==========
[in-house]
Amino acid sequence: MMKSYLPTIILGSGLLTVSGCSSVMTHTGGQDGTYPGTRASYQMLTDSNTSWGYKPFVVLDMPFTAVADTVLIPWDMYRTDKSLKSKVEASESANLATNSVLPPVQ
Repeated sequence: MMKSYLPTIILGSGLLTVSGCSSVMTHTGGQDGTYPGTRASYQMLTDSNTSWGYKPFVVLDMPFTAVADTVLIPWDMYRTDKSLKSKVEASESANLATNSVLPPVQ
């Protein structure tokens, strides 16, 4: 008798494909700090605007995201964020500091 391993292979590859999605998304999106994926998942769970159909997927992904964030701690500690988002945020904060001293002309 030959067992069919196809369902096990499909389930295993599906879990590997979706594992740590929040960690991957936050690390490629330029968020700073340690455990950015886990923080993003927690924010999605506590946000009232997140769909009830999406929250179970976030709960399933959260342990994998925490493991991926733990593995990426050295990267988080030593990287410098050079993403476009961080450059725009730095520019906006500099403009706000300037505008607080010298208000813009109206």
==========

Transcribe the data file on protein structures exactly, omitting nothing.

[in-house]
Amino acid sequence: MMKSYLPTIILGSGLLTVSGCSSVMTHTGGQDGTYPGTRASYQMLTDSNTSWGYKPFVVLDMPFTAVADTVLIPWDMYRTDKSLKSKVEASESANLATNSVLPPVQ
Repeated sequence: MMKSYLPTIILGSGLLTVSGCSSVMTHTGGQDGTYPGTRASYQMLTDSNTSWGYKPFVVLDMPFTAVADTVLIPWDMYRTDKSLKSKVEASESANLATNSVLPPVQ
């Protein structure tokens, strides 16, 4: 008798494909700090605007995201964020500091 391993292979590859999605998304999106994926998942769970159909997927992904964030701690500690988002945020904060001293002309 030959067992069919196809369902096990499909389930295993599906879990590997979706594992740590929040960690991957936050690390490629330029968020700073340690455990950015886990923080993003927690924010999605506590946000009232997140769909009830999406929250179970976030709960399933959260342990994998925490493991991926733990593995990426050295990267988080030593990287410098050079993403476009961080450059725009730095520019906006500099403009706000300037505008607080010298208000813009109206």